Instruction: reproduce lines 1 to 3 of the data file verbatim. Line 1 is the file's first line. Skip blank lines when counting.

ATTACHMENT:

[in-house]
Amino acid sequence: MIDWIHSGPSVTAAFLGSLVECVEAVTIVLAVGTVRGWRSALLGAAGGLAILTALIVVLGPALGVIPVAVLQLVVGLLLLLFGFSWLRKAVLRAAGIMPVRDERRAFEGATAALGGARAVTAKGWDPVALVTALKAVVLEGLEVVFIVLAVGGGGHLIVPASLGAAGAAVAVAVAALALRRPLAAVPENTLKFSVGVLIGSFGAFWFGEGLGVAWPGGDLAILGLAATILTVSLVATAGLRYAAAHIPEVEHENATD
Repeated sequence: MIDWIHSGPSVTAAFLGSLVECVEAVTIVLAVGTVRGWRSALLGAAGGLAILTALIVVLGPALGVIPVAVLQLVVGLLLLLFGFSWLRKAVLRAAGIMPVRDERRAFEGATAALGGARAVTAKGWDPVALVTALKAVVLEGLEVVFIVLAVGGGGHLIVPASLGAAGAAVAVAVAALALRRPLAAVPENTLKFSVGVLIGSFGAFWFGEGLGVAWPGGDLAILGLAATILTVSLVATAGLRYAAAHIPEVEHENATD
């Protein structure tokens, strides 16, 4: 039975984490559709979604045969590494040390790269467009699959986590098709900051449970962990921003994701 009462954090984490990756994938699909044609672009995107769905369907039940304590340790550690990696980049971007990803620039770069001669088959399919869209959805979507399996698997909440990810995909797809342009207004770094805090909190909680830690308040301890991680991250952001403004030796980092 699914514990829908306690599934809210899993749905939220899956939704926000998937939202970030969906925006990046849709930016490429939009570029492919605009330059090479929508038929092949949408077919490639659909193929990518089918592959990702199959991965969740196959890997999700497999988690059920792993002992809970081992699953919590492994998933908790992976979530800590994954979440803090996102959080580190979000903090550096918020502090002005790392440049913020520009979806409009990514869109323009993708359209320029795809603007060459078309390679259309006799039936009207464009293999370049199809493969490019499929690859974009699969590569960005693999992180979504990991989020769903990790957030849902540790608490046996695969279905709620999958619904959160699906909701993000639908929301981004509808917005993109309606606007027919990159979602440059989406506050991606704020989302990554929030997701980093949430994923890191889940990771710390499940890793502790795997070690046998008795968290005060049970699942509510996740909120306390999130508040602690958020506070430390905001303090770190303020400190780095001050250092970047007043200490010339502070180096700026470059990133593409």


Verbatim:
[in-house]
Amino acid sequence: MIDWIHSGPSVTAAFLGSLVECVEAVTIVLAVGTVRGWRSALLGAAGGLAILTALIVVLGPALGVIPVAVLQLVVGLLLLLFGFSWLRKAVLRAAGIMPVRDERRAFEGATAALGGARAVTAKGWDPVALVTALKAVVLEGLEVVFIVLAVGGGGHLIVPASLGAAGAAVAVAVAALALRRPLAAVPENTLKFSVGVLIGSFGAFWFGEGLGVAWPGGDLAILGLAATILTVSLVATAGLRYAAAHIPEVEHENATD
Repeated sequence: MIDWIHSGPSVTAAFLGSLVECVEAVTIVLAVGTVRGWRSALLGAAGGLAILTALIVVLGPALGVIPVAVLQLVVGLLLLLFGFSWLRKAVLRAAGIMPVRDERRAFEGATAALGGARAVTAKGWDPVALVTALKAVVLEGLEVVFIVLAVGGGGHLIVPASLGAAGAAVAVAVAALALRRPLAAVPENTLKFSVGVLIGSFGAFWFGEGLGVAWPGGDLAILGLAATILTVSLVATAGLRYAAAHIPEVEHENATD